Project sponsors include the Ontario Greenhouse Vegetable Growers, the BC Greenhouse Growers Association, AgrowChem Inc., CH2O, Agrogreen Canada Inc., VGROVE Inc., and the Matching Investment Initiative program of Agriculture and Agri-Food Canada.
THE VERSATILITY OF AMBLYSEIUS SWIRSKII
Amblyseius swirskii has proven quite an effective generalist predator. Two studies are helping scientists get an even better understanding of its capabilities and limitations.
Dr. Rosemarije Buitenhuis is part of the team headed by Dr. Les Shipp taking a closer look at A. swirskii. Also involved is visiting scientist Dr. Hong-Hyun Park.
A. swirskii is already a seasoned veteran in the greenhouse, proving quite effective in controlling whitefly and thrips. However, it has never been used as a primary control agent for mites. There is anecdotal evidence from Europe that swirskii can provide effective control for broad mites on sweet peppers.
Given that there’s presently no pesticide registered to control russet mites in tomatoes, the researchers are studying to see if swirskii has potential. “A control option is really needed,” said Dr. Buitenhuis.
While the work is quite preliminary, research so far has shown that swirskii can eat 50 to 80 russet mites a day, and further that it was also laying eggs. “If they reproduce, it means it (russet mite) is a good food source.”
The research was done within laboratory conditions utilizing a single leaf. “This is all quite preliminary, but it is showing some promise.”
Dr. Shipp says the next step would be dispersal trials of swirskii on tomato plants. “Can it move easily up and down the plants.”
He emphasized the work with swirskii and russet mite is at a very preliminary stage. “If they can’t move up and down the plant, the project stops there because it wouldn’t be feasible.”
If it works, it will be good news for growers. Russet mites are sporadic problems for growers, but when they have them, “it’s a very big problem.”
The team may also look at using swirskii on broad mites, which are problems for both ornamentals and vegetables. This work could also be combined with spider mites, as well.
The second swirskii project looked at how it interacted with another popular predator, Neoseiulus cucumeris, in the presence of thrips. Since growers use more than one predator, would the two predators prey on each other?
“Swirskii is a very generalist predator,” said Dr. Buitenhuis, so it could be a problem.
They did several studies to see how swirskii and cucumeris interacted. “We wanted to see if they eat each other and we found that that they do.” Swirskii will eat the immature stages of cucumeris, such as larvae and nymphs, while cucumeris will eat the larvae and nymphs of swirskii. Both have difficulty eating the eggs of each other.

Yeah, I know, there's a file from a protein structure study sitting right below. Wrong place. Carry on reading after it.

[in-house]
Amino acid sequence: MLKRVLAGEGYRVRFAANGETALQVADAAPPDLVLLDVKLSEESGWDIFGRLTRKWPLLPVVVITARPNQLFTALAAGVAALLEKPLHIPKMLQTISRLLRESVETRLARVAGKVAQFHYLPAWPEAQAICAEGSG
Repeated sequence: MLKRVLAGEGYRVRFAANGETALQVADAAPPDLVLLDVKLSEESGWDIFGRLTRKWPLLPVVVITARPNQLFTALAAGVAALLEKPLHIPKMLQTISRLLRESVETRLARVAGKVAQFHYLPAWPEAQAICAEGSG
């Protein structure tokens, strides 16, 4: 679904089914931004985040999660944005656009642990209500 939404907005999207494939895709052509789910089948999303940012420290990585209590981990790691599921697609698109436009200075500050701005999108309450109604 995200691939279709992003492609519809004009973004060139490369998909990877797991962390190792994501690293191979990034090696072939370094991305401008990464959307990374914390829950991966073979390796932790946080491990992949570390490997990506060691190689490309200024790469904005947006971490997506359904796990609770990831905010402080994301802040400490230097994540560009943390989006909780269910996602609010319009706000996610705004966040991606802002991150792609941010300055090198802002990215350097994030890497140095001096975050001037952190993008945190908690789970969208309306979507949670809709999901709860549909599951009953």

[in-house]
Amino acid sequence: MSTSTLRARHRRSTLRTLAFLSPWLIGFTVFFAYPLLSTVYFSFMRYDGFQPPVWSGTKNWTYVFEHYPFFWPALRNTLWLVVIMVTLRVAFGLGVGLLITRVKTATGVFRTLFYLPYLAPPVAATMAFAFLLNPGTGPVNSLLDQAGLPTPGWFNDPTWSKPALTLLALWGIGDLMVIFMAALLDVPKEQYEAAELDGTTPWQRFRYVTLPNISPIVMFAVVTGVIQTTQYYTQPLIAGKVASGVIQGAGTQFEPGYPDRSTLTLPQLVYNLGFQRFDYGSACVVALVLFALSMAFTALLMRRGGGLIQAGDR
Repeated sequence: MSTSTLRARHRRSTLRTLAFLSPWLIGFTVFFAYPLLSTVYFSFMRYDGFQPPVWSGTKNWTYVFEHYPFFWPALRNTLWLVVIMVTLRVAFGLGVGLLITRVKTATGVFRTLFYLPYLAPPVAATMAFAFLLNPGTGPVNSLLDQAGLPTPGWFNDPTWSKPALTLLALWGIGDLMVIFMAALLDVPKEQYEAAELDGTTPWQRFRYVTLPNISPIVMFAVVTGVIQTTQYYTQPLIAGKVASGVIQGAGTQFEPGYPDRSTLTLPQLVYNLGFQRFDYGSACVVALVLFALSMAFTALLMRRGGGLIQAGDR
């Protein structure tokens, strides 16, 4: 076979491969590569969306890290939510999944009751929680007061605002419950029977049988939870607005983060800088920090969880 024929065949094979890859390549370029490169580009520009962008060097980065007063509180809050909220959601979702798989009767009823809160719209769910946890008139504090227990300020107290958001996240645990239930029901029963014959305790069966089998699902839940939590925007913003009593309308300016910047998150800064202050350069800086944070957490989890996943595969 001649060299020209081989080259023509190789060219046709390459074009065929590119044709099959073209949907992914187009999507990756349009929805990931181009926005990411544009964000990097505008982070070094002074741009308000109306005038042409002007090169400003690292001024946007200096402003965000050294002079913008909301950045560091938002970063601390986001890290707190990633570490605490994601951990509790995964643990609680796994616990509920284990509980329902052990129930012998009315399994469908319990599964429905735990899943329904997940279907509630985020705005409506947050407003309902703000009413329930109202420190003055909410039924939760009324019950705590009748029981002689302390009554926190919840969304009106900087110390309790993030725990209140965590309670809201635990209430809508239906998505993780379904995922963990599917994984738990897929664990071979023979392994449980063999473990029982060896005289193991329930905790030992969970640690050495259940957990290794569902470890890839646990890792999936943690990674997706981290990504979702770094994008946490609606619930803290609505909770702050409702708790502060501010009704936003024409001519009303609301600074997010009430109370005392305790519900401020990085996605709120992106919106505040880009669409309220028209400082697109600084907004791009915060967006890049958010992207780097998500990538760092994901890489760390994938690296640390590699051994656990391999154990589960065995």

In a related study, the researchers found that thrips and the other predator are good food sources for each predator. Taking that one step further, they studied food source preferences when all three – swirskii, cucumeris and thrips – were present.
“The main result was that swirskii actually preferred cucumeris larvae over thrips when given a choice,” said Dr. Buitenhuis. Cucumeris, on the other hand, didn’t show a preference, as it would eat both swirskii and thrips.
“We found that swirskii could potentially be an intra-guild predator of cucumeris.”
She emphasized it is only a “potential intra-guild predator.” The study was only conducted on leaf disks where the predators had no choice but to encounter each other. “The results might be quite different, or at least much less severe, if the study involved a whole plant or a whole crop. That’s why we say only that there is potential for intra-guild predation.”
Besides this study, Flowers Canada (Ontario) is also helping fund a swirskii dispersal study with ornamental plants, such as potted chrysanthemum and gerbera. Does swirskii move down to the bench to disperse, or do they prefer to remain on the foliage and move from leaf to leaf, and on to neighbouring plants if the leaves are interlocking?
Agriculture and Agri-Food Canada provided funding for the russet mite research, while Flowers Canada (Ontario) is supporting the A. swirskii studies with ornamentals.
|Dr. Xiuming Hao is heading research into improving year-round production of mini-cucumbers.
Mini-cucumbers are proving quite popular with consumers. They’re ideal snack items and lunch bag treats, and they work well in salads. Dr. Xiuming Hao is optimizing a year-round production system using supplemental lighting.
“The goal is to have a year-round stable supply of high quality produce,” he said. Prices in the winter should be much higher, though growers may have the additional lighting costs.
There is enough light during the growing period of April through September. The challenge is in maintaining yields and quality throughout the winter. “There’s not enough natural light during the winter months.”
Mini-cucumbers are more labour-intensive than the regular-sized cucumbers, he said, because workers are picking more often. They also require more light during winter production compared to the regular-sized cucumbers.